Humphreys says Housing First has worked in many parts of the world and can be good for people with issues such as addiction. But he says communities need affordable, available housing for any project to succeed. "Quite often families I work with are last in line to get a rental, and unfortunately there's not enough government social housing. It's going to be very difficult if we don't have the stock."
Mum and son need a place
Kamira (Kam) Purchase says she's never been homeless before, but fears she could be without housing in two weeks.
Kam says her landlord has told her the one-bedroom she's been renting on highway 29 near Windermere for $250 per week will be demolished at the month's end. She's on a waiting list for social housing with her 5-year-old son, Raniera.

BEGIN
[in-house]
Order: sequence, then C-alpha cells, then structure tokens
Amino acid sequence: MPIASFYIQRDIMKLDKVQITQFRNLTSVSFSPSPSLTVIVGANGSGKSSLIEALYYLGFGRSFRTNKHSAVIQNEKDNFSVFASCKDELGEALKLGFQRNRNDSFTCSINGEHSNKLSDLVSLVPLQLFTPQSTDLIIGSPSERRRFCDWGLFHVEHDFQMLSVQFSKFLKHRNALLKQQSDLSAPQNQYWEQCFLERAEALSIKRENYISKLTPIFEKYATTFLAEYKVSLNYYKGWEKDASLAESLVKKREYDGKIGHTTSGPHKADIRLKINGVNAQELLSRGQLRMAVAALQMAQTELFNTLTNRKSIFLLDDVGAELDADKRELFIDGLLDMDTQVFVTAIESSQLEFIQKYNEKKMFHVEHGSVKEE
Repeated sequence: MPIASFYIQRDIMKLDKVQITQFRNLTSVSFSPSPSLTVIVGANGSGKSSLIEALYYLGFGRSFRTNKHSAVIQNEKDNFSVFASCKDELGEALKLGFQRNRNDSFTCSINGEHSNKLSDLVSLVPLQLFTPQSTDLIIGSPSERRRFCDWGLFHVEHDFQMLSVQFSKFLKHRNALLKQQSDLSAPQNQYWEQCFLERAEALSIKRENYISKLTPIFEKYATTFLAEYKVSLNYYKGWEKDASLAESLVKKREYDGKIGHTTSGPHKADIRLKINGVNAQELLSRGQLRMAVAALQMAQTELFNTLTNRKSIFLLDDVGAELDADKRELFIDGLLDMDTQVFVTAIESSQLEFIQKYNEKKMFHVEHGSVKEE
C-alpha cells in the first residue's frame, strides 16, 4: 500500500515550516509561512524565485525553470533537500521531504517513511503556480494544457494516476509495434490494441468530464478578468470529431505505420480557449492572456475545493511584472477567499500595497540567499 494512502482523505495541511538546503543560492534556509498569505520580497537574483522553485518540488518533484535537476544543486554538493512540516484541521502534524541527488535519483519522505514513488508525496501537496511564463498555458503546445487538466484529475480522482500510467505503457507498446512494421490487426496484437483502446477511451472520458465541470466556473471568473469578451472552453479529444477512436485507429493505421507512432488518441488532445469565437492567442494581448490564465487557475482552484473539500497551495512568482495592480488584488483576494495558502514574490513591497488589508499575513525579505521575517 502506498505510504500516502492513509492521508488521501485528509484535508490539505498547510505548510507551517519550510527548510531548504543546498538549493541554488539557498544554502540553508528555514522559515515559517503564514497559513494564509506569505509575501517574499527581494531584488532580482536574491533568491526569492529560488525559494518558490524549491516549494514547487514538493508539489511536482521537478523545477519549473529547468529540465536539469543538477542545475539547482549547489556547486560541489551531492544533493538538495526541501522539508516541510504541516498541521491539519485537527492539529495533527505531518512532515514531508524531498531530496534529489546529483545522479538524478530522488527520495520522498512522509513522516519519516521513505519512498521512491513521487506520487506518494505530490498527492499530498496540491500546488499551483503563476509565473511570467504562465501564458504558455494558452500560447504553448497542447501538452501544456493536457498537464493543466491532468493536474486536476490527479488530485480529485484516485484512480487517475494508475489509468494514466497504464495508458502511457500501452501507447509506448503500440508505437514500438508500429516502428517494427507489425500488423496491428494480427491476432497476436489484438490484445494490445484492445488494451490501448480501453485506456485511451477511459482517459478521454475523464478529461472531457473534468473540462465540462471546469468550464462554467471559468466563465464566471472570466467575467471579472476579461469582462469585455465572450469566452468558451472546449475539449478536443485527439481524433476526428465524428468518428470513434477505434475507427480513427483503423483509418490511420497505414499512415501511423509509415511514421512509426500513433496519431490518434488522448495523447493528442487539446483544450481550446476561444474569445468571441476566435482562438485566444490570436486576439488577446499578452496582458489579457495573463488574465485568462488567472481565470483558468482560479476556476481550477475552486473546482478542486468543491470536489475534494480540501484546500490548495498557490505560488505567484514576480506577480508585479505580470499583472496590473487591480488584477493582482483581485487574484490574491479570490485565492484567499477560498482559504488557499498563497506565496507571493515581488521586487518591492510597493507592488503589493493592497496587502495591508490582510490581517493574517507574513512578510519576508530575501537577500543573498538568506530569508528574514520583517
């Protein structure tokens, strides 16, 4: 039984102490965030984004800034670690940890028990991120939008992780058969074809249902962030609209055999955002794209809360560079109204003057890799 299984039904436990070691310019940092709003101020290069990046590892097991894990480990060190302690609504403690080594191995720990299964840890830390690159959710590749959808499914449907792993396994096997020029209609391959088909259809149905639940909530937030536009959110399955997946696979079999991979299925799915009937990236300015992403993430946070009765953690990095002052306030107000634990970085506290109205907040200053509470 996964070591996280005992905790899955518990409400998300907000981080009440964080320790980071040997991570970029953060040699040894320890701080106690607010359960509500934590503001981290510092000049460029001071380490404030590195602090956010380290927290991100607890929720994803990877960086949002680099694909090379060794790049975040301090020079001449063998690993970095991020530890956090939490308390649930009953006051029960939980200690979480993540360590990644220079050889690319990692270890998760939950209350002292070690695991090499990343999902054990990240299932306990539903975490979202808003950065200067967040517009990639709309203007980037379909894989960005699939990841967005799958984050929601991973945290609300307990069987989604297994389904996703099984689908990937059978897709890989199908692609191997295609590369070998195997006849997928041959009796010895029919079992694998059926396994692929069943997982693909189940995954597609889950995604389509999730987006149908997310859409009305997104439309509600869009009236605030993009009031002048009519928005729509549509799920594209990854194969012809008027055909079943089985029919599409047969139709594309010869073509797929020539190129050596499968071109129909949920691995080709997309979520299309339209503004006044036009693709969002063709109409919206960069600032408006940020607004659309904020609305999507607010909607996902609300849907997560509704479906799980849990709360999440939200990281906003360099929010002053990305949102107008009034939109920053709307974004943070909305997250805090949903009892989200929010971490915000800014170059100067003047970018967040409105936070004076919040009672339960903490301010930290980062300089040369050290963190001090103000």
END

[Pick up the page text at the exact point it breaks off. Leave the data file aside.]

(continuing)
Purchase has been told the wait could be long, as no homes are available.
She scoured the private rental market three or four months, finding two bedroom homes priced at $430/week.
"Who can afford that? I've got to pay power, food, gas for the car and whatever else. I won't have anything to live off."
In addition, she says debt in her name linked to an ex-partner is an issue for landlords and rental agencies. "Once they check on credit history, they prefer not to choose me. It makes it harder to get a place."
Associate Housing Minister Alfred Ngaro says National is committed to building 220 social and transitional houses in the Tauranga area over the next year: 150 social houses for long-term living and 68 transitional houses designed for a 12-week period.
"We will have capacity to help 272 people," he said, during a visit to Tauranga earlier this month.